Alessandro Delfanti, Biohackers. The politics of open science. London: Pluto Press, 2013

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biohackersBiohackers explores fundamental changes occuring in the circulation and ownership of scientific information. Alessandro Delfanti argues that the combination of the ethos of 20th century science, the hacker movement and the free software movement is producing an open science culture which redefines the relationship between researchers, scientific institutions and commercial companies. Biohackers looks at the emergence of the citizen biology community ‘DIYbio’, the shift to open access by the American biologist Craig Venter and the rebellion of the Italian virologist Ilaria Capua against WHO data-sharing policies. Delfanti argues that these biologists and many others are involved in a transformation of both life sciences and information systems, using open access tools and claiming independence from both academic and corporate institutions.

Hacking, most often associated with the realm of bits and bytes, is now firmly entrenched in the world of biology. Alessandro Delfanti provides the definitive account covering the early, formative history of bio-hackers, a motley cohort of scientists, entrepreneurs, and amateur tinkers who are insisting on openness for their scientific enterprise.Written with nuance and precision, Delfanti examines key actors who drew inspiration from long-standing scientific norms and the philosophy of free software in order to re-imagine and reconstitute their ethos so as to be built upon openness and access. While this story is still unfolding, Delfanti’s engrossing account provides a vital road map essential to understand the past, present, and future of bio-hacking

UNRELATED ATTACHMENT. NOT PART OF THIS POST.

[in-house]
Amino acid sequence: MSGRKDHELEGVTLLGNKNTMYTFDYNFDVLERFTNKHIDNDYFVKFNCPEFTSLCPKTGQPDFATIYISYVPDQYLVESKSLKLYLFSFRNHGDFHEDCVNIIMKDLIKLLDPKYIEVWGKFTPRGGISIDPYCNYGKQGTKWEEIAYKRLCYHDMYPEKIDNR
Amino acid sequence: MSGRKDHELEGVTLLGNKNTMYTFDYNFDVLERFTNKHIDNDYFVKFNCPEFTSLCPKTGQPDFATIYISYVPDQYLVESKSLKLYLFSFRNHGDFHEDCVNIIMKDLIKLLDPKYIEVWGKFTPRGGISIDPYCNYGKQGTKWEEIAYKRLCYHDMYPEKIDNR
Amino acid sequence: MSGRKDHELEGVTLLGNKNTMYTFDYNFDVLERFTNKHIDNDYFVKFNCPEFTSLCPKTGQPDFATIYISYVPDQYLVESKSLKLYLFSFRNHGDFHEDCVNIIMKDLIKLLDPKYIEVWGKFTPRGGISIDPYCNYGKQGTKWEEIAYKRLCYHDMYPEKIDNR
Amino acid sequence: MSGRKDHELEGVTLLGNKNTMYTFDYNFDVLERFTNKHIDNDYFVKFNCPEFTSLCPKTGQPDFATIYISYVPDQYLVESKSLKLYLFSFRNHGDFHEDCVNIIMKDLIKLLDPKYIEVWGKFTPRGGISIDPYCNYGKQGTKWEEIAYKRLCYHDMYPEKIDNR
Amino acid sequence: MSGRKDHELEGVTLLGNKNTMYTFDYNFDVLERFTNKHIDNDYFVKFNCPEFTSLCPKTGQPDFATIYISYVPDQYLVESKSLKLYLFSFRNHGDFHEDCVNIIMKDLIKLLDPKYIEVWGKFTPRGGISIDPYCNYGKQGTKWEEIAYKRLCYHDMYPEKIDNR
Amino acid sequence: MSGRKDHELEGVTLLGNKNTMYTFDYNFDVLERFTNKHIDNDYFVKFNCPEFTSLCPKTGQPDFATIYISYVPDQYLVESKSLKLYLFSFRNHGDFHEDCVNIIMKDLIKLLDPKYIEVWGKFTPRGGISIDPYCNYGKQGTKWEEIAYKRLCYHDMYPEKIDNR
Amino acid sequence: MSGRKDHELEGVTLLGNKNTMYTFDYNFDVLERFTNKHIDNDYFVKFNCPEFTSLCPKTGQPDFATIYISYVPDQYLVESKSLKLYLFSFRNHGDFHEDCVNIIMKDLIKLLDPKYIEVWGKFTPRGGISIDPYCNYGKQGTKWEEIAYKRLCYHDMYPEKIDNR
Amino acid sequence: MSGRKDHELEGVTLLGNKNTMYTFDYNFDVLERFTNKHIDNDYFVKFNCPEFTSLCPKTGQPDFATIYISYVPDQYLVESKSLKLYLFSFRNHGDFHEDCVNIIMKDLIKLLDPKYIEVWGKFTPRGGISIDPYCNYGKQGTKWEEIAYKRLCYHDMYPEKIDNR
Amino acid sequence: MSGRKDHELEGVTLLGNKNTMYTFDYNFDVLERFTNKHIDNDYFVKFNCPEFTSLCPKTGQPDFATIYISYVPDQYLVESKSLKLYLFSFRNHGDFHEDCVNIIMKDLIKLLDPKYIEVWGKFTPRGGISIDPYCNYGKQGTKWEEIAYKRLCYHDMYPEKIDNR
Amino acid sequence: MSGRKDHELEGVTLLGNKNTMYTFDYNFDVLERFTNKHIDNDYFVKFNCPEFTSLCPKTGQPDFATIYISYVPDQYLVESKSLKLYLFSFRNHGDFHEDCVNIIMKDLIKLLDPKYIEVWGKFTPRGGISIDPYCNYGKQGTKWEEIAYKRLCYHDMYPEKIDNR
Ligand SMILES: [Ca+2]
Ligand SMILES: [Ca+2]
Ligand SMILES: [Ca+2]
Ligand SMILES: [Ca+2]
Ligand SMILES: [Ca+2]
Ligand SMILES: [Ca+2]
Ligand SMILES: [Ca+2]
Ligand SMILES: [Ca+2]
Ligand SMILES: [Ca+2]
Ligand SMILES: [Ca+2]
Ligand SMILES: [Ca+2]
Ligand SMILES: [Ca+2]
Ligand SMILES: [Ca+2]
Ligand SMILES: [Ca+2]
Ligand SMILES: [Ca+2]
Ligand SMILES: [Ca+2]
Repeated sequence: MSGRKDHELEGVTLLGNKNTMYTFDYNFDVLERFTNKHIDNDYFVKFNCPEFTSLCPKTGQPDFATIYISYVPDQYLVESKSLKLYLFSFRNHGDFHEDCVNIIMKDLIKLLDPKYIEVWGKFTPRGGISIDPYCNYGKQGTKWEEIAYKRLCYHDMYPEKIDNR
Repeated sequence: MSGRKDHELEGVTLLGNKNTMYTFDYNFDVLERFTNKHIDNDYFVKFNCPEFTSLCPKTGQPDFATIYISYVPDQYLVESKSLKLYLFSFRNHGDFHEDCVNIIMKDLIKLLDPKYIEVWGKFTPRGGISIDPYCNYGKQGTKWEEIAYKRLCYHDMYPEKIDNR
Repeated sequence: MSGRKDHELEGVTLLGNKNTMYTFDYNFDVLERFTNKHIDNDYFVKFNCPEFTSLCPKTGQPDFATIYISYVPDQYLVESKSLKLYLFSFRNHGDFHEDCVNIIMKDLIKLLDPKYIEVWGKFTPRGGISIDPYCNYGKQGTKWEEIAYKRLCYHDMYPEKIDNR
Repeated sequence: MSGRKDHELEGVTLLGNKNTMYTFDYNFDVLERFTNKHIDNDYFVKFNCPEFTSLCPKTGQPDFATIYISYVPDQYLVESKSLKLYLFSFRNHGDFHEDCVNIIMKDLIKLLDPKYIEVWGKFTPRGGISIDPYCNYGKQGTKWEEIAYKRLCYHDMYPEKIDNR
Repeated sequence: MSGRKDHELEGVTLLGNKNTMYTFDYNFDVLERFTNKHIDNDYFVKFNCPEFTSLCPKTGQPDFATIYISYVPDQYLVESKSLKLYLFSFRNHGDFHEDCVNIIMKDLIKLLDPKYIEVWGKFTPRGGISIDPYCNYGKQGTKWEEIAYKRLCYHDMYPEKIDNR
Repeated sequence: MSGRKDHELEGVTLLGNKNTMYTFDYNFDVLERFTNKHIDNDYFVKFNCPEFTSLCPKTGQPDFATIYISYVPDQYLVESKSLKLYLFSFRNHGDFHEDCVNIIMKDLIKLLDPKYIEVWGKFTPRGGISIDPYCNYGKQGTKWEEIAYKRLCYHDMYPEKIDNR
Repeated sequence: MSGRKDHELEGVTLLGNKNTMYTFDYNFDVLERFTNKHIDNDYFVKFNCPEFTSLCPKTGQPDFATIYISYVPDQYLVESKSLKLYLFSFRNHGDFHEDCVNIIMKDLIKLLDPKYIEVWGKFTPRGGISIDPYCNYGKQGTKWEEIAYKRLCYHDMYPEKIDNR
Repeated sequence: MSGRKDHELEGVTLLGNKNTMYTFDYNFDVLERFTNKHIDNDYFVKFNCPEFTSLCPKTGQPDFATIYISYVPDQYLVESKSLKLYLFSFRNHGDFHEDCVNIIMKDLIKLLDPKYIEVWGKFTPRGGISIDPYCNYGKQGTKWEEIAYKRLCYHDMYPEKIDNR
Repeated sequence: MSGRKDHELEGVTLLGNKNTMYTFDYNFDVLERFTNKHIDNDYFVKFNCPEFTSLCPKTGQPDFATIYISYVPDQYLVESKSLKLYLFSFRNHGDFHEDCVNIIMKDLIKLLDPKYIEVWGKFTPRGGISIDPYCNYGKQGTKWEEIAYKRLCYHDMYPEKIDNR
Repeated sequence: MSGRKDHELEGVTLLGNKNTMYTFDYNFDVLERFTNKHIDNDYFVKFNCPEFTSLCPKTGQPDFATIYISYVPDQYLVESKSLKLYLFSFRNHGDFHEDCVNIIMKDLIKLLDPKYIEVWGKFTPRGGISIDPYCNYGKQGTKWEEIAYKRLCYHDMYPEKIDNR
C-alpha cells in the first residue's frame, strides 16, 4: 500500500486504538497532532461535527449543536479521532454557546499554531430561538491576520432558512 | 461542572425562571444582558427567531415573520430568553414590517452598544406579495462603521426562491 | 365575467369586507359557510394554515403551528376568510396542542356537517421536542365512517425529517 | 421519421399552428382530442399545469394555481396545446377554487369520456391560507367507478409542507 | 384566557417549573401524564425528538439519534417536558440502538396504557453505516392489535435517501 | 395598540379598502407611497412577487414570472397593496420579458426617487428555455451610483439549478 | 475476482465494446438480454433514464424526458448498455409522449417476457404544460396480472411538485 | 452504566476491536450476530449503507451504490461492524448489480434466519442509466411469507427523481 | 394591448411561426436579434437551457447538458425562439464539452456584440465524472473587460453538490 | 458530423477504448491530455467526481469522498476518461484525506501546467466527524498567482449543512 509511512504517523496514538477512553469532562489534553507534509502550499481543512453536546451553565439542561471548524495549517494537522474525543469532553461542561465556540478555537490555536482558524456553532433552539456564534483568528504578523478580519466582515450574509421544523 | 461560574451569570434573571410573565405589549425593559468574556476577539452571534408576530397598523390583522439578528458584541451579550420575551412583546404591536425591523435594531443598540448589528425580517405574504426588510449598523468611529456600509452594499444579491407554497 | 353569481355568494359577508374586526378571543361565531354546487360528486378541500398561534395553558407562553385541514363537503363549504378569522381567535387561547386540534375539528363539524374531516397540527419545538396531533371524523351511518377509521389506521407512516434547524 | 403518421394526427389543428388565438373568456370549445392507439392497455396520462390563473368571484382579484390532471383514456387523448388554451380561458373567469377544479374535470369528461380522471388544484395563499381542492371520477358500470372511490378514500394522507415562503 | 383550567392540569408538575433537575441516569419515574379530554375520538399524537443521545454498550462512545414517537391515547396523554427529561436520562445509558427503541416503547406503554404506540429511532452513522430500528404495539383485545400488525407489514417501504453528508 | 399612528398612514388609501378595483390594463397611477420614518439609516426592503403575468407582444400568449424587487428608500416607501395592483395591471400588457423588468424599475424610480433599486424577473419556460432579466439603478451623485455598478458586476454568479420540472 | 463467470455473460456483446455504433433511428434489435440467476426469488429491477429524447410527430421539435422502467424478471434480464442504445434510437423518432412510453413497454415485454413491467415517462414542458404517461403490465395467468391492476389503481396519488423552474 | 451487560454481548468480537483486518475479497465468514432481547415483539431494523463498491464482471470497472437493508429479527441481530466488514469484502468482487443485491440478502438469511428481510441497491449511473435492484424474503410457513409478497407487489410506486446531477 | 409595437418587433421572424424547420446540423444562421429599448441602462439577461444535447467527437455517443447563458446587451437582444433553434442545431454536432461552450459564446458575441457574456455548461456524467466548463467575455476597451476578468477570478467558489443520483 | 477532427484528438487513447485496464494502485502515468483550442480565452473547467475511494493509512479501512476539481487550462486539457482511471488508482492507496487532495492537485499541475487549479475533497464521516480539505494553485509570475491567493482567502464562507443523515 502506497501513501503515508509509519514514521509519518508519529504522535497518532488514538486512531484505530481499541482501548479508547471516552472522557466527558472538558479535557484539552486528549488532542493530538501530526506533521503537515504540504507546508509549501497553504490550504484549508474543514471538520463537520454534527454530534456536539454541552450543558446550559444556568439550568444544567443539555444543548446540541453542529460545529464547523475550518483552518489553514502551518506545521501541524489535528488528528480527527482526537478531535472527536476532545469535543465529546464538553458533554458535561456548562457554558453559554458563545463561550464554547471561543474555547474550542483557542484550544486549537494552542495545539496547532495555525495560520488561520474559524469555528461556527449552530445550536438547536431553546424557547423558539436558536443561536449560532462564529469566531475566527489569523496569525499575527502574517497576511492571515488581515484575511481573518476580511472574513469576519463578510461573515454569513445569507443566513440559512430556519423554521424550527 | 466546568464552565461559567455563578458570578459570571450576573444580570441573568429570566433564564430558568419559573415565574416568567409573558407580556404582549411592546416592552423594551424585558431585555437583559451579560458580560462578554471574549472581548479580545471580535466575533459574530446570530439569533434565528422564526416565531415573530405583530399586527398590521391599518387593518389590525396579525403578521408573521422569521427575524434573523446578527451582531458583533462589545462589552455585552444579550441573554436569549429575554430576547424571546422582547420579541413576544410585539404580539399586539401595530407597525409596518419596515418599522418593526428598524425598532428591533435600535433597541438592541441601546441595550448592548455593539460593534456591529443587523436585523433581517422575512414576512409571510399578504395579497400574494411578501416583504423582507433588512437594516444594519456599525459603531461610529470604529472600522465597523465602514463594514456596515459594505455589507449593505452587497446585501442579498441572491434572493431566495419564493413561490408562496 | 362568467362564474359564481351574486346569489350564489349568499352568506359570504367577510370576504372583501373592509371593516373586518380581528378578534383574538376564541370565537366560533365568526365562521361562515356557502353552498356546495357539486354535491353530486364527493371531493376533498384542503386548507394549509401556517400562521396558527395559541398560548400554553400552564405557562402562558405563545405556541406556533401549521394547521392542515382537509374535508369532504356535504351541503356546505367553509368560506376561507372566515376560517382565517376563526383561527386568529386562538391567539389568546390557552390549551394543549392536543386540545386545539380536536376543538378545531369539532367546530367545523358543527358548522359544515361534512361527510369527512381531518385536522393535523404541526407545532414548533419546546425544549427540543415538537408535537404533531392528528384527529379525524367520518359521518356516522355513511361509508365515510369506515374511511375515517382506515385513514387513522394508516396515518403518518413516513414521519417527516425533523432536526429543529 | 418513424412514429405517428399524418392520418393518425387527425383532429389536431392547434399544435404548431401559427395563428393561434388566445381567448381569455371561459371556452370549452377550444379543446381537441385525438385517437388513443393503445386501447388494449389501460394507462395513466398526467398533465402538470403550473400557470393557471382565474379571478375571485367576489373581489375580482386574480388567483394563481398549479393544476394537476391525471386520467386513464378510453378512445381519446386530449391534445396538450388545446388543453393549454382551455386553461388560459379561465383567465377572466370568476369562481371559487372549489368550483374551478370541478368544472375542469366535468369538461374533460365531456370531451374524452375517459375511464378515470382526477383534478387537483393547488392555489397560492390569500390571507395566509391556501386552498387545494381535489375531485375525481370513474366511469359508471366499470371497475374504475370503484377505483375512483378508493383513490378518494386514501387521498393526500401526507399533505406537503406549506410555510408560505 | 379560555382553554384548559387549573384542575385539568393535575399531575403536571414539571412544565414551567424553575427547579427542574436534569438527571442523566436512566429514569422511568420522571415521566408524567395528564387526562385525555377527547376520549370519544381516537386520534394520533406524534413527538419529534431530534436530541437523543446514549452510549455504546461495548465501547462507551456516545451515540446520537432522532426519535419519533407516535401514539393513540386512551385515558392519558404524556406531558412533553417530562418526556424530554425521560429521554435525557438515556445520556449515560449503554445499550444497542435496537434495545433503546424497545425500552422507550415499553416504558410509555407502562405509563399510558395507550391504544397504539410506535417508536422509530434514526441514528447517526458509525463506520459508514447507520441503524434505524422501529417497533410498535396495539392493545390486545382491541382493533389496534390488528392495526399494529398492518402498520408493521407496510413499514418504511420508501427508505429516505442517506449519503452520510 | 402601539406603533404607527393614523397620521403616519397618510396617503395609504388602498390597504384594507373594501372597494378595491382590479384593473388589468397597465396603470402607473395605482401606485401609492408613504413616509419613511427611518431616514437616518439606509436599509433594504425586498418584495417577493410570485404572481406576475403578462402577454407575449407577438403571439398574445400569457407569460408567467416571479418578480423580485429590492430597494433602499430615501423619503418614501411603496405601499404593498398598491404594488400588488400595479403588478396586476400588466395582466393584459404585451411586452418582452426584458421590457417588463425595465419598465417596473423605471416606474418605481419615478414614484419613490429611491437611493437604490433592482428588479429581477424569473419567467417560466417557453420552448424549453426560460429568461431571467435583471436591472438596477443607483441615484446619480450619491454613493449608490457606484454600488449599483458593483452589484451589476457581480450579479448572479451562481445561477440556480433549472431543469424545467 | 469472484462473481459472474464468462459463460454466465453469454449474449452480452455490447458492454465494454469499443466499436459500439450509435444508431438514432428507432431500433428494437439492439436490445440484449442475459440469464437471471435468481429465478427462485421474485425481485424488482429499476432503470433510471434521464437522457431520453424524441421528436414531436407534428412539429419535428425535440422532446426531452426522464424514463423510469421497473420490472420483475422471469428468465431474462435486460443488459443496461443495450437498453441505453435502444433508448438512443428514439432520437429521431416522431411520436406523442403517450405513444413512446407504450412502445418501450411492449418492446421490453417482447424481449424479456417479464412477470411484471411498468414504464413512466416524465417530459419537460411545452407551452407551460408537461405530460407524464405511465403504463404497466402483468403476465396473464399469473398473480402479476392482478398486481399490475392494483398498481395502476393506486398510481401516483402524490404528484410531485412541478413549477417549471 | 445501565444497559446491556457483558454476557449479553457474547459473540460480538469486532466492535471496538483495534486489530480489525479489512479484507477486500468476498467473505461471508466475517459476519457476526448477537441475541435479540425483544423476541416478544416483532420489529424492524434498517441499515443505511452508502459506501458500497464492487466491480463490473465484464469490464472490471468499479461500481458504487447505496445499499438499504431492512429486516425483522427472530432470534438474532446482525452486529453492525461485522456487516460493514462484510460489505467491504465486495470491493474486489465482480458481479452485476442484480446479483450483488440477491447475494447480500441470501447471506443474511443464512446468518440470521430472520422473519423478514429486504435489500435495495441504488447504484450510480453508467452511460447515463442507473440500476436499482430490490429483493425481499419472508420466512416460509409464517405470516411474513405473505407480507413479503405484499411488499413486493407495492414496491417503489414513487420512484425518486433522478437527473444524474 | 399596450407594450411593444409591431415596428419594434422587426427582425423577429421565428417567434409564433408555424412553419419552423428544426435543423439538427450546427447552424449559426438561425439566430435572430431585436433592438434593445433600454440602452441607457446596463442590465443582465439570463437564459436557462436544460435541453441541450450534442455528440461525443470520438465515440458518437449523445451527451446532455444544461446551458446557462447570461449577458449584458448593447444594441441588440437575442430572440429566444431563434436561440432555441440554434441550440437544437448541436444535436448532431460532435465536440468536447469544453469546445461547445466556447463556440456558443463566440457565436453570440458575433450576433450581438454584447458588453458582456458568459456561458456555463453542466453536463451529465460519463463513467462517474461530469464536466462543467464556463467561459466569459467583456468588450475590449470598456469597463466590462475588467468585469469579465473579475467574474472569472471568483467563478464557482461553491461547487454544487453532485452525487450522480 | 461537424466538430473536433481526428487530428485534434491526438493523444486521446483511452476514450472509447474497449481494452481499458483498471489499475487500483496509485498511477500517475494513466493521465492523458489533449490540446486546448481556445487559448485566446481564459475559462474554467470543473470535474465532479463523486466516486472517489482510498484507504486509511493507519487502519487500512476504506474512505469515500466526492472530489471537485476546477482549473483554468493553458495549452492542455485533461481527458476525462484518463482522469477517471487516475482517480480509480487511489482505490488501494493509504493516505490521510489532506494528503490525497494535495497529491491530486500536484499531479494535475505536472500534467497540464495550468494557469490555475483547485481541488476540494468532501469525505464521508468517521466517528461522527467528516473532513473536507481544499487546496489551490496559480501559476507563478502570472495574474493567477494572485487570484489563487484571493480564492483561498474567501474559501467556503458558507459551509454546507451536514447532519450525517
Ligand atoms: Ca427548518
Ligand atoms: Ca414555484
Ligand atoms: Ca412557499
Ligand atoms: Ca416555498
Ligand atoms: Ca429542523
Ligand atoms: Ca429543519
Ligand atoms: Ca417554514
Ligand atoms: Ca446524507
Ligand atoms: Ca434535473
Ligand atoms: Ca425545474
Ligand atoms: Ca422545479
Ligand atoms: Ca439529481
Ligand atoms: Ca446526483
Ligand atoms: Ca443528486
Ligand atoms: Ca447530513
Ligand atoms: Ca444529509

Gabriella Coleman, Wolfe Chair in Scientific and Technological Literacy,McGill University and author of Coding Freedom: The Aesthetics and the Ethics of Hacking (2012)

Alessandro Delfanti’s book is a deft and accessible introduction to the changing face of science in the new century. He brings a journalist’s skill, a scientist’s skepticism and an activist’s passion to the question of open science today. The work offers an expert analysis of the global politics of big science and the details and pleasures, the successes and failures, of small-scale amateur and DIY biology. From the lucid writing emerges the story of a new ethic of sharing and decoding life – whether viewed under the microscope or lived out in hackerspaces and garage labs

Christopher Kelty, Associate Professor of Information Studies and Anthropology, Institute for Society and Genetics, UCLA

The biohackers are here. In this fascinating book, Alessandro Delfanti shows us how a new generation of scientists is breaking open the study of biology with the kinds of countercultural tools first used to hack the computer. Thanks to their work, science may never be the same again

Fred Turner, Associate Professor of Communication, Stanford University


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Biohackers is released under a Creative Commons 3.0 BY/NC/ND license